USC number swap: Method to the madness?

LOS ANGELES – There is nothing illegal about players changing uniform numbers during the course of a game.

So when Cody Kessler switched from No. 35 to his usual No. 6 during last Saturday’s blowout win over Colorado, it was well within NCAA rules, as USC coach Lane Kiffin pointed out on Tuesday.

“We change jerseys all the time with our guys,” Kiffin said. “We changed some more this week. Everything is within college rules.”

USC special teams coach John Baxter is known for his successful, yet sometimes off-the-cuff schemes.

“I know Lane spoke to it and that’s where it’s at,”  Baxter said. “I mean, we’ve got number changes again this week.”
 
On cue, USC announced number changes on Wednesday for four  players. Wide receiver De’Von Flournoy switched from No. 10 to No. 80.  Cornerback Ryan Henderson switched from No. 15 to No. 14. Fullback Hunter  Simmons switched from No. 46 to No. 42. Lastly, tailback Robert Mojica switched  from No. 27 to No. 40.

Kessler, the third string quarterback, who is also the holder on special teams, says he walked into the Trojans locker room at the Coliseum on Saturday when Baxter told him that he’d be wearing uniform No. 35.

“I honestly have no idea why I did it,” said Kessler about his first half number swap. “I don’t know if it was some scheme thing he wanted to do or something like that. I have no idea.”

Kessler says he didn’t ask any questions, he was just doing what he was told.

His teammates joked with him that he looked like a running back in the No. 35 jersey. After the Trojans reached the endzone for the second time in the game, Kessler did his best running back impersonation by rushing in a two-point try. However, it was called back because of a holding penalty.

As the holder on the USC PAT, also known as “The Score Team,” Kessler runs the “migrations” the unit goes through, determining if they’ll kick or instead go for two.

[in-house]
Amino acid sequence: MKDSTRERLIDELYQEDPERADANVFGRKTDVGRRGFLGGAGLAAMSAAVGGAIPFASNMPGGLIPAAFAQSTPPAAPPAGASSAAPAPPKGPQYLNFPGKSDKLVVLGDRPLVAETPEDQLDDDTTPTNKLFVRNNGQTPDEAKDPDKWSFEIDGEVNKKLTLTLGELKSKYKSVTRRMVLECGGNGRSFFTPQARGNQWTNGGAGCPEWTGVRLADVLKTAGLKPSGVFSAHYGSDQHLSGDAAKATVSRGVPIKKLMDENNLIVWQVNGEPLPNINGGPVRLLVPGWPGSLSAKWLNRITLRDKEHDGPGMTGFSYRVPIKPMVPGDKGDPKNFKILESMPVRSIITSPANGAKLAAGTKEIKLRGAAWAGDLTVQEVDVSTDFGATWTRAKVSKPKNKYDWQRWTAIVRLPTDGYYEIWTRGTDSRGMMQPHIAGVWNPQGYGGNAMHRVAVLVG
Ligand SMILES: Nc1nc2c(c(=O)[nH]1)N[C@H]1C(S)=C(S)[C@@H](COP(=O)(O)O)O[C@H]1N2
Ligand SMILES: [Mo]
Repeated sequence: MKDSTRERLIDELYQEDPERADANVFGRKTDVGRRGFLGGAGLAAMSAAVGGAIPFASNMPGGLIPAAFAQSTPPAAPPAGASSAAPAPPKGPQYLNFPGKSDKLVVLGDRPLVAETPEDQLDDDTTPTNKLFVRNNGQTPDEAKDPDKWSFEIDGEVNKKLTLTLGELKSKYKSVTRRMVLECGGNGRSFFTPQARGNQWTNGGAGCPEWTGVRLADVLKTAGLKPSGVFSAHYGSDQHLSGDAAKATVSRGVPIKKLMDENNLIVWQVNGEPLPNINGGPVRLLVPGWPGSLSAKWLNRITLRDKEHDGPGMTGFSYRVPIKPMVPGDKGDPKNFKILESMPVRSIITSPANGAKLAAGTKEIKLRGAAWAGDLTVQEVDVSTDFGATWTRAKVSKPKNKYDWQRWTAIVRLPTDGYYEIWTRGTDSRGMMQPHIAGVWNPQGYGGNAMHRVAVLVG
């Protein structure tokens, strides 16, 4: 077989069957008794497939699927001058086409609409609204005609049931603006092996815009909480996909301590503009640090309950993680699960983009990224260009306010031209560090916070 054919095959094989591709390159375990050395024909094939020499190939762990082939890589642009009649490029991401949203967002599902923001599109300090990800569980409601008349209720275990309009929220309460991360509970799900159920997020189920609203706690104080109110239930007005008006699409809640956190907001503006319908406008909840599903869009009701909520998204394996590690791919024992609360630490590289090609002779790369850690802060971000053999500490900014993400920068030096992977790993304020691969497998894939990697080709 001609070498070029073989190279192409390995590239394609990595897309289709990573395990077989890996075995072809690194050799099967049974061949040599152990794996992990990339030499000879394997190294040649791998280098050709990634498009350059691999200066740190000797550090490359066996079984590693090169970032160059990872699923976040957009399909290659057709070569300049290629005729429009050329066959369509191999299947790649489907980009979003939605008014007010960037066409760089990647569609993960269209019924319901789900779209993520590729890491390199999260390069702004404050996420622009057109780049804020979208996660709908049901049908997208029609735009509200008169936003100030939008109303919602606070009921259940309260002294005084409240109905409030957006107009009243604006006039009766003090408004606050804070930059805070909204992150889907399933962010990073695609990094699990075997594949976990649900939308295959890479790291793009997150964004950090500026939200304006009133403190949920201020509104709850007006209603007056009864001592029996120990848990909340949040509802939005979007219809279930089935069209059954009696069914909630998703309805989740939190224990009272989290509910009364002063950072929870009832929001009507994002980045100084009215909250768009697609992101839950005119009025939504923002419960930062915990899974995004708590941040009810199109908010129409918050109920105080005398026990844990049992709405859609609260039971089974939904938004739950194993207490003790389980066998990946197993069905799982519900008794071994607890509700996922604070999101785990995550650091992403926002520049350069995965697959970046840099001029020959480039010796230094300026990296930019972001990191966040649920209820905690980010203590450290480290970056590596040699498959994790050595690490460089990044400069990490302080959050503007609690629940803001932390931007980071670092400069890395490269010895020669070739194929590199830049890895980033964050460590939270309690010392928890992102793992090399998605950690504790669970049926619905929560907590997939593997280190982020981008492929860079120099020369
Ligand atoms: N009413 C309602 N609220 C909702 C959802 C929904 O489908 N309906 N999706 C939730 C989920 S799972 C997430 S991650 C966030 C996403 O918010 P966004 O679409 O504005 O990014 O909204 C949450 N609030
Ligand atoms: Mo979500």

“It’s just a read thing,” Kessler said. “Coach Baxter has always done the migration stuff. He always gives me a look to look for and what to read and so I get up there and I read it and if we have the look we want, then we run it and if we don’t, we shift and kick.”

The migrations, along with the number swap, represent even more things that the Trojans now have on tape for opponents to pay attention to.

With each shift and change of personnel that’s even more time opponents have to spend time to prepare for, not knowing if the Trojans are going to use it or not.

“There’s a number of schematic things that we do that is  really not intelligent to discuss,” Baxter said. “I mean, you know, it’s on  film.”

Call it gamesmanship.

“That’s a huge part,” Kiffin said. “That’s why we do a lot of the stuff we do. For instance, the PAT stuff that they do, that’s not they just got out there and shift. They’re in different formations almost all the time and different alignments. That’s because it’s a pain to prepare for. You got to waste time preparing for that instead of spending more time on offense and defense.”